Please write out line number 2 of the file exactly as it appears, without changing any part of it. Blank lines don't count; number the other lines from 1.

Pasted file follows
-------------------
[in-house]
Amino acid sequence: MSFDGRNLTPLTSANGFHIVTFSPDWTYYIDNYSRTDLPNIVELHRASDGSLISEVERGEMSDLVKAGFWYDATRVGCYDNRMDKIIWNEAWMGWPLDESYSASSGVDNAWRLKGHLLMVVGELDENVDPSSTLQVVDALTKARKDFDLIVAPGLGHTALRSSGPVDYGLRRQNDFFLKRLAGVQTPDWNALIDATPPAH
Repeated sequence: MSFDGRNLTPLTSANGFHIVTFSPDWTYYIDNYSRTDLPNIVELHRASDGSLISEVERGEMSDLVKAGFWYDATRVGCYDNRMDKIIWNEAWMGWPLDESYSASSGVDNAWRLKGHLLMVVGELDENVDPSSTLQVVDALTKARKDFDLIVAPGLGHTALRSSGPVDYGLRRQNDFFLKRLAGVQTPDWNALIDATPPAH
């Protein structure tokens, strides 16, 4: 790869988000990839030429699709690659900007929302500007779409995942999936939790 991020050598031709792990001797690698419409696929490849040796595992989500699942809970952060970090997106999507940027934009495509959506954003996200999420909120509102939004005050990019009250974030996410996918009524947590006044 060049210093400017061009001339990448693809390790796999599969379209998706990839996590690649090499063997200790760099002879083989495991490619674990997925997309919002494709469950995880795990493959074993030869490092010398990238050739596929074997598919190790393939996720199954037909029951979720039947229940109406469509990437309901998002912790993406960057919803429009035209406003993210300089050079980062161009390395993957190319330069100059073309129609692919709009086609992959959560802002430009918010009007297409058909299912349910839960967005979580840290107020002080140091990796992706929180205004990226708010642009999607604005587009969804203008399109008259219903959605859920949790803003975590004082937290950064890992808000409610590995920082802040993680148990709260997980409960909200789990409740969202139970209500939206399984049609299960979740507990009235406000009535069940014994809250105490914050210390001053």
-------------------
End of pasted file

Amino acid sequence: MSFDGRNLTPLTSANGFHIVTFSPDWTYYIDNYSRTDLPNIVELHRASDGSLISEVERGEMSDLVKAGFWYDATRVGCYDNRMDKIIWNEAWMGWPLDESYSASSGVDNAWRLKGHLLMVVGELDENVDPSSTLQVVDALTKARKDFDLIVAPGLGHTALRSSGPVDYGLRRQNDFFLKRLAGVQTPDWNALIDATPPAH